The increase of literacy had another effect upon the people. In the past many had been content to talk their own dialect without any thought of grammatical accuracy. Village differed from village and there were the same differences that had appeared earlier throughout Ukraine when the first writers were adopting and working out literary Ukrainian. It became evident that the old ambiguous situation would pass away. The children in school read Shevchenko and Franko and the other Ukrainian authors and the general trend was to develop Carpatho-Ukraine along the same general lines. This displeased many of those people who had a sentimental attachment to Russian. They tended to gravitate toward the use of true Great Russian and many of them fell under Communist influence.

Thus, the period between the Wars was one largely of intensifying the national feeling in the country and one of considerable material and intellectual improvement and development. On the whole there were relatively few of those disorders which had marked the liquidation of the Republic of Western Ukraine by Poland. Yet tensions continued to increase, especially after 1925 when the reforms in Hungary by Jeremiah Smith, acting as financial representative of the League of Nations, forced the return to the area of many of the former Hungarian-sympathizing Carpatho-Ukrainians who had been able to establish themselves  p268 in white collar jobs in Hungary. They tried to recover their old position in the community but were prevented by the Czech authorities, and so they began an under­ground campaign to win the country over to its former rulers.

In 1928 the Czechoslovak government reorganized the whole section as the province of Podkarpatska Rus, but it still hesitated to grant local autonomy and the diet that had been promised to the population and had been persistently withheld. As a result there grew up a marked coolness between the population and the central government in Prague, which continued to waver between a definite support of those groups which were conscious of their Ukrainian character and those which believed themselves some kind of Russians. In all this the relations between the Czechs and the Russians played a considerable part. After the signing of a treaty of alliance between Czechoslovakia and the Soviet Union in 1933, the Czechs gradually lessened any support of the Ukrainophile party and at the same time they dropped some of their more ardent support of the Ukrainians in Prague.

Ill feeling was also generated in the province by the results of the depression. This had struck hardest in the Sudeten German areas, where the glass trade was especially affected. It coincided with the rise of the Henlein party under the influence of the Nazi seizure of power in Germany and with the strengthening of the followers of Monsignor Andrew Hlinka in Slovakia, with their demand for full autonomy there. Naturally all this was carried over into the province of Podkarpatska Rus and some of those groups which had formerly leaned upon Hungary now looked toward Germany for support.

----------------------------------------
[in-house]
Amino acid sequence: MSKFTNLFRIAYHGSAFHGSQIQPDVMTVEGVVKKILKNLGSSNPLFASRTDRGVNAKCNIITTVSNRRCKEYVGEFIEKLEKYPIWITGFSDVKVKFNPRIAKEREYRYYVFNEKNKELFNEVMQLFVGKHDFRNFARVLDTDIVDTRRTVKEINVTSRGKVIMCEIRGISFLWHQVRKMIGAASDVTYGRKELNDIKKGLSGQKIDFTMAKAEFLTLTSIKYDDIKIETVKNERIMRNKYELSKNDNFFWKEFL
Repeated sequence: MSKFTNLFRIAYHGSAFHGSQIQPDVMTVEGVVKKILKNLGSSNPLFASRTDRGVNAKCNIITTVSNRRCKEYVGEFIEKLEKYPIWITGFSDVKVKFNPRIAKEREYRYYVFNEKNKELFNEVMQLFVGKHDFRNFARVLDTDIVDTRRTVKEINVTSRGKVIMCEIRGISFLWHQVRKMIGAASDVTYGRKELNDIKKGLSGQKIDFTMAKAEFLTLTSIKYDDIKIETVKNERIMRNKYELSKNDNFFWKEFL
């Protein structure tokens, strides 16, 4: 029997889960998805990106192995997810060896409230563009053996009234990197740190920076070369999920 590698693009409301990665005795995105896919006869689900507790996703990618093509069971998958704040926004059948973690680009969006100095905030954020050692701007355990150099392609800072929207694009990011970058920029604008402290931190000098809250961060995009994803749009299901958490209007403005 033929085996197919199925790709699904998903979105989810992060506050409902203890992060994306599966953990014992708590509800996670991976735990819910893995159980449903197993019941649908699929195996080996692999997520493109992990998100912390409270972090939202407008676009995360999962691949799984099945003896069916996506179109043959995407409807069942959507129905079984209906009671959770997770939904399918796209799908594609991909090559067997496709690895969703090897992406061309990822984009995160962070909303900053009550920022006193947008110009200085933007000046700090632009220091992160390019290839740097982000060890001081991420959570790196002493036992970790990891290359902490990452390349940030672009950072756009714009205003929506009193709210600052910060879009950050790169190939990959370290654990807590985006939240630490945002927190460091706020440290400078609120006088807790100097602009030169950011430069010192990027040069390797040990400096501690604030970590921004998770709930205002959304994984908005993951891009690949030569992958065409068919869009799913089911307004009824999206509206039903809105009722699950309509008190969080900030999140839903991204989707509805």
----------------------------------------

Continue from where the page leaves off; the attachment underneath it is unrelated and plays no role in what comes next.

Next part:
The situation came to a head after the dismemberment of Czechoslovakia at Munich in 1938. The immediate result was the setting up of the so‑called Second Republic,  p269 which was greatly decentralized. As a result, for the first time Carpatho-Ukraine received the local diet which had been promised and refused time after time during the preceding twenty years.

This marked a new period of hope not only for the Ukrainians of Carpatho-Ukraine but also for Ukrainians throughout the world. Satisfaction in this was however mitigated by the fact that the Germans, to please Hungary, had turned over to that country large sections of the land, including the two chief cities of Uzhorod and Mukachevo, in which the leading educational and governmental institutions were located. The government was then compelled to meet in Hust, a small provincial town which contained almost no facilities. Yet despite all the hardships and the difficulties in setting up a government, the Ukrainians were enthusiastic, for now, at last, there was again a centre where Ukrainian life could develop freely without undue foreign interference. The Czech officials were recalled and the increasing autonomy of Slovakia completely isolated Carpatho-Ukraine from Czech influence. Ukrainians from all sections of the dismembered country flocked to Hust and were able to offer great help and assistance to the local population. Steps were taken to organize a small army and as in 1918 they took the name of the Rifle­men of the Zaporozhian Sich. They unfurled the blue and yellow standard of Ukraine and it became clear to all that Carpatho-Ukraine was on the way to becoming a free and independent state.